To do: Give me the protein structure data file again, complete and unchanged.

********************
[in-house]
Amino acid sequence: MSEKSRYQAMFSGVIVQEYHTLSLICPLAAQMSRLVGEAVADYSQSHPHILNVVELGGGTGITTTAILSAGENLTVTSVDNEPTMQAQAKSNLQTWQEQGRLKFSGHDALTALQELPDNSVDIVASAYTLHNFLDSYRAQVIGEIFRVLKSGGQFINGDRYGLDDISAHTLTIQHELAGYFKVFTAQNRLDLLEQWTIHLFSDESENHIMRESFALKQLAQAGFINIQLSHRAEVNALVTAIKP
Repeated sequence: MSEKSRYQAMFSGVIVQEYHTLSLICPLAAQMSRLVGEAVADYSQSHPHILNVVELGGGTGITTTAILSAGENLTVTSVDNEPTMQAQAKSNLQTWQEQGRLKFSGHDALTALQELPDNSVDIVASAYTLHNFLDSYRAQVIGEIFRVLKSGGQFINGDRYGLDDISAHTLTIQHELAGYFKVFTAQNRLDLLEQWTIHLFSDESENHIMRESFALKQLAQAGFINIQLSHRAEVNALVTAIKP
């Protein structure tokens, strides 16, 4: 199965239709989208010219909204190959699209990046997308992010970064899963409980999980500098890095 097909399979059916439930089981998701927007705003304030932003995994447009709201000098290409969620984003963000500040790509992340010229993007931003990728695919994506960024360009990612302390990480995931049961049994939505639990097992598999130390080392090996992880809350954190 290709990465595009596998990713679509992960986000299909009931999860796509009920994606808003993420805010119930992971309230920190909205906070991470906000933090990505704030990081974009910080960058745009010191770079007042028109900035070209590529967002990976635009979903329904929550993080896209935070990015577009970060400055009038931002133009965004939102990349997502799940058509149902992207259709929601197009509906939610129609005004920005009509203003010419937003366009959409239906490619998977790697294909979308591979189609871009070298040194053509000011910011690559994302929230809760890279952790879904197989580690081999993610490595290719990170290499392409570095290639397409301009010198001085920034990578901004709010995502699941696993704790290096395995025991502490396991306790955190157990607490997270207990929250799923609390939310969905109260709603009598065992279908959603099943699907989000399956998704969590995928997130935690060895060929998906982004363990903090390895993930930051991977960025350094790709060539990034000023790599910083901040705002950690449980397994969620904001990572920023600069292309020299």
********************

[in-house]
Amino acid sequence: MSEKSRYQAMFSGVIVQEYHTLSLICPLAAQMSRLVGEAVADYSQSHPHILNVVELGGGTGITTTAILSAGENLTVTSVDNEPTMQAQAKSNLQTWQEQGRLKFSGHDALTALQELPDNSVDIVASAYTLHNFLDSYRAQVIGEIFRVLKSGGQFINGDRYGLDDISAHTLTIQHELAGYFKVFTAQNRLDLLEQWTIHLFSDESENHIMRESFALKQLAQAGFINIQLSHRAEVNALVTAIKP
Repeated sequence: MSEKSRYQAMFSGVIVQEYHTLSLICPLAAQMSRLVGEAVADYSQSHPHILNVVELGGGTGITTTAILSAGENLTVTSVDNEPTMQAQAKSNLQTWQEQGRLKFSGHDALTALQELPDNSVDIVASAYTLHNFLDSYRAQVIGEIFRVLKSGGQFINGDRYGLDDISAHTLTIQHELAGYFKVFTAQNRLDLLEQWTIHLFSDESENHIMRESFALKQLAQAGFINIQLSHRAEVNALVTAIKP
């Protein structure tokens, strides 16, 4: 199965239709989208010219909204190959699209990046997308992010970064899963409980999980500098890095 097909399979059916439930089981998701927007705003304030932003995994447009709201000098290409969620984003963000500040790509992340010229993007931003990728695919994506960024360009990612302390990480995931049961049994939505639990097992598999130390080392090996992880809350954190 290709990465595009596998990713679509992960986000299909009931999860796509009920994606808003993420805010119930992971309230920190909205906070991470906000933090990505704030990081974009910080960058745009010191770079007042028109900035070209590529967002990976635009979903329904929550993080896209935070990015577009970060400055009038931002133009965004939102990349997502799940058509149902992207259709929601197009509906939610129609005004920005009509203003010419937003366009959409239906490619998977790697294909979308591979189609871009070298040194053509000011910011690559994302929230809760890279952790879904197989580690081999993610490595290719990170290499392409570095290639397409301009010198001085920034990578901004709010995502699941696993704790290096395995025991502490396991306790955190157990607490997270207990929250799923609390939310969905109260709603009598065992279908959603099943699907989000399956998704969590995928997130935690060895060929998906982004363990903090390895993930930051991977960025350094790709060539990034000023790599910083901040705002950690449980397994969620904001990572920023600069292309020299």